A new study by respected oncologist Dr. Donald Adams examines the use of cannabis as a medical treatment for patients with cancer.
A new research review from cancer and integrative medicine specialist Dr. Donald Abrams investigates the evidence regarding cannabis’ role in cancer care. In the study, published in the peer-reviewed journal Current Oncology, Abrams presents the research demonstrating cannabis’ potential benefits for cancer-related symptom management and at treating cancer itself.
“Cannabis is useful in combatting anorexia, chemotherapy-induced nausea and vomiting, pain, insomnia, and depression. Cannabis might be less potent than other available antiemetics, but for some patients, it is the only agent that works, and it is the only antiemetic that also increases appetite. Inhaled cannabis is more effective than placebo in ameliorating peripheral neuropathy in a number of conditions, and it could prove useful in chemotherapy-induced neuropathy.”
Abrams cites several studies demonstrating cannabis’ ability to reduce and even prevent neuropathic pain, a common symptom experienced by cancer patients. In one study, low dose medical cannabis was found to produce the same pain relief as traditional medications. Findings in some preclinical studies even suggest that cannabinoids may prevent painful peripheral neuropathy caused by chemotherapy. Abrams adds that in his clinical experience, he’s observed that his patients benefit from adding cannabis to their pain regimen, including some that were able to wean themselves down or off opiate medications.
Cannabis’ most clear-cut benefit for cancer patients, Abrams argues, is for the treatment of chemotherapy-induced nausea and vomiting. While data from controlled clinical trials have been less impressive than what Abrams says he’s personally observed in his almost 40 years of practicing oncology, other human and preclinical studies have provided “more convincing evidence.” A systematic review of 30 randomized controlled trials involving 1138 patients found cannabinoids to be more effective for reducing chemotherapy-induced nausea than conventional medications.
Research also indicates that cannabis is the only nausea-suppressing substance that also stimulates appetite, Abrams explains. Patients undergoing chemotherapy commonly experience a lack of appetite, which can lead to malnutrition. Cannabinoid-based treatments have been shown to make food taste better, and to increase both appetite and caloric intake.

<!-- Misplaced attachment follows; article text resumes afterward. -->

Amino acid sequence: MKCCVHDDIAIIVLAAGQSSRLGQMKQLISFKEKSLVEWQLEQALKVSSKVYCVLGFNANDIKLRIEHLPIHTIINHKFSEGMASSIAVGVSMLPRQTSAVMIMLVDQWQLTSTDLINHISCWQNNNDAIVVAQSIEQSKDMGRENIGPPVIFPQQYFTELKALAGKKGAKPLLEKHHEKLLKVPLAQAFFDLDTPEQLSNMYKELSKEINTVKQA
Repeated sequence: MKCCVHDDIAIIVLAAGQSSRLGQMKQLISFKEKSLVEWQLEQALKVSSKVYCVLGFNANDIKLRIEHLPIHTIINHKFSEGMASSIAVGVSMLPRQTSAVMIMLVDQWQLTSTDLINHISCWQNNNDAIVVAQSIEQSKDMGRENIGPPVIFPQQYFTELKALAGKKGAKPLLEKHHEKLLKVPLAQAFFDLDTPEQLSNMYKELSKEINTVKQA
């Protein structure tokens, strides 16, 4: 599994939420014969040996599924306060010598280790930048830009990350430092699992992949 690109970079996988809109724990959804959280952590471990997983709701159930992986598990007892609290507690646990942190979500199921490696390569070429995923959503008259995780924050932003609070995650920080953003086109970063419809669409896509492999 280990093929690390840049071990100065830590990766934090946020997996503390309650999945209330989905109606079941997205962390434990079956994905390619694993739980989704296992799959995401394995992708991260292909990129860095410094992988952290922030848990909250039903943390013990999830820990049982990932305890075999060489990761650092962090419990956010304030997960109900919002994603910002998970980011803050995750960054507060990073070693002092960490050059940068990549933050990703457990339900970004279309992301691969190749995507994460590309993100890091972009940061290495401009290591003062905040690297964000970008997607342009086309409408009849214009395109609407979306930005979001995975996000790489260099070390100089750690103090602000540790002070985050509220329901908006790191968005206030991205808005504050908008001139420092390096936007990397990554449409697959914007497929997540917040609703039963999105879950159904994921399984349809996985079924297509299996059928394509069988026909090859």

In the review, Abrams deliberately points out that there’s not enough evidence yet to conclude that cannabis and its cannabinoids can cure cancer, although he does say, “it might be possible.” Cannabinoids have demonstrated potential anticancer effects in several preclinical studies. One of the earliest, conducted by the National Cancer Institute in 1975, reported tetrahydrocannabinol (THC) and cannabidiol (CBD) inhibited the growth of lung cancer cells from mice. Since then, additional studies have suggested that cannabinoids induce apoptosis, decrease tumor cell invasiveness, and reduce the viability of cancer cells. Much of the evidence indicates that cannabinoids’ potential anticancer effects are related to their interaction with the endocannabinoid system’s cannabinoid receptor 1 (CB1).
“Preclinical data suggest that cannabinoids could have direct antitumour activity, possibly most impressive in central nervous system malignancies. Clinical data about the effects of cannabis concentrates on cancer are as yet unavailable. Oncologists could find cannabis and cannabinoids to be effective tools in their care of patients living with and beyond cancer,” the review concludes.
The review also makes note of a 2014 WebMD poll, indicating that 82 percent of oncologists believe their cancer patients should have legal access to cannabis. In the U.S., cannabis is classified as a Schedule I substance, but 29 states have passed their own laws allowing access to marijuana for medical purposes.
You can access Abram’s entire study, “Integrating cannabis into clinical cancer care,” via the U.S. National Library of Medicine and National Institutes of Health.